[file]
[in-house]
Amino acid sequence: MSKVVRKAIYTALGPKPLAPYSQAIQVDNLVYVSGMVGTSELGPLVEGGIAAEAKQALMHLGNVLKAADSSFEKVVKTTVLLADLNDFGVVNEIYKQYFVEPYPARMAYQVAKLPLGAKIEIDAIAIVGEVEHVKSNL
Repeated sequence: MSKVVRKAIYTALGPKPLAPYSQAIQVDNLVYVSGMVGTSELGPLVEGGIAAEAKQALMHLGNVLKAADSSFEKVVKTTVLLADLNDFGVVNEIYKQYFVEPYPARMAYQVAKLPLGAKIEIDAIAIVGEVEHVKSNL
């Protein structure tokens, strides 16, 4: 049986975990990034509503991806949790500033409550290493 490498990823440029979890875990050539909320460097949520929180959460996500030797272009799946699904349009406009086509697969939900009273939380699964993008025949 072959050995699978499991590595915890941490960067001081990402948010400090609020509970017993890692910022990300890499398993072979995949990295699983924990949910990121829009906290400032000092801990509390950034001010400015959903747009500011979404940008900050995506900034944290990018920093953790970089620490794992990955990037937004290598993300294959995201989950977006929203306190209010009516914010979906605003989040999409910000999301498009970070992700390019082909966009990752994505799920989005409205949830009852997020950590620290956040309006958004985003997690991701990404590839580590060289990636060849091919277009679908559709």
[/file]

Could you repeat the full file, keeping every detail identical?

[in-house]
Amino acid sequence: MSKVVRKAIYTALGPKPLAPYSQAIQVDNLVYVSGMVGTSELGPLVEGGIAAEAKQALMHLGNVLKAADSSFEKVVKTTVLLADLNDFGVVNEIYKQYFVEPYPARMAYQVAKLPLGAKIEIDAIAIVGEVEHVKSNL
Repeated sequence: MSKVVRKAIYTALGPKPLAPYSQAIQVDNLVYVSGMVGTSELGPLVEGGIAAEAKQALMHLGNVLKAADSSFEKVVKTTVLLADLNDFGVVNEIYKQYFVEPYPARMAYQVAKLPLGAKIEIDAIAIVGEVEHVKSNL
């Protein structure tokens, strides 16, 4: 049986975990990034509503991806949790500033409550290493 490498990823440029979890875990050539909320460097949520929180959460996500030797272009799946699904349009406009086509697969939900009273939380699964993008025949 072959050995699978499991590595915890941490960067001081990402948010400090609020509970017993890692910022990300890499398993072979995949990295699983924990949910990121829009906290400032000092801990509390950034001010400015959903747009500011979404940008900050995506900034944290990018920093953790970089620490794992990955990037937004290598993300294959995201989950977006929203306190209010009516914010979906605003989040999409910000999301498009970070992700390019082909966009990752994505799920989005409205949830009852997020950590620290956040309006958004985003997690991701990404590839580590060289990636060849091919277009679908559709």